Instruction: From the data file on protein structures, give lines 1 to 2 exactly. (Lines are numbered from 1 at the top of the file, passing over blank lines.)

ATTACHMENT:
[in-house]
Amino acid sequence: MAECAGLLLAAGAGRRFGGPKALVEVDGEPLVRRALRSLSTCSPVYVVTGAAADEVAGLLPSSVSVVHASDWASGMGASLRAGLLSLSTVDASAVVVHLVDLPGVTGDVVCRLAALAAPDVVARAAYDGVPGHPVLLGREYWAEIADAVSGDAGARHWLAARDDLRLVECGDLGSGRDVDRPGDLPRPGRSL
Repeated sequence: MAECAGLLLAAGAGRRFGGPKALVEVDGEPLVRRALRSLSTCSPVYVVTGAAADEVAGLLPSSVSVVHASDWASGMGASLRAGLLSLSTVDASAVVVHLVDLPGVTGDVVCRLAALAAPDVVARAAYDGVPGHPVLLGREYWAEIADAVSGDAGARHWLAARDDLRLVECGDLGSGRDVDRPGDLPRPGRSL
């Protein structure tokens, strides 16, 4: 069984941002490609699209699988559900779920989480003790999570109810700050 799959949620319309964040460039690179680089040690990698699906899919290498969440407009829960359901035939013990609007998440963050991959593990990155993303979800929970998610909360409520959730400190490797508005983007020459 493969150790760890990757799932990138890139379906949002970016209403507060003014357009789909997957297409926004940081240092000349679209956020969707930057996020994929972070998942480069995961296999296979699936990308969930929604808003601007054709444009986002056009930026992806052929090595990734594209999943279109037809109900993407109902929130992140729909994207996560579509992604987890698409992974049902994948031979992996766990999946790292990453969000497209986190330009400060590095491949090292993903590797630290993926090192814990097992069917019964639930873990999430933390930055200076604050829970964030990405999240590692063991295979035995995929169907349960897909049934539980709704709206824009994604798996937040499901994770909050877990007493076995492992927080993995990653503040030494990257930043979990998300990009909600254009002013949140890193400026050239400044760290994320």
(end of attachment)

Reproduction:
[in-house]
Amino acid sequence: MAECAGLLLAAGAGRRFGGPKALVEVDGEPLVRRALRSLSTCSPVYVVTGAAADEVAGLLPSSVSVVHASDWASGMGASLRAGLLSLSTVDASAVVVHLVDLPGVTGDVVCRLAALAAPDVVARAAYDGVPGHPVLLGREYWAEIADAVSGDAGARHWLAARDDLRLVECGDLGSGRDVDRPGDLPRPGRSL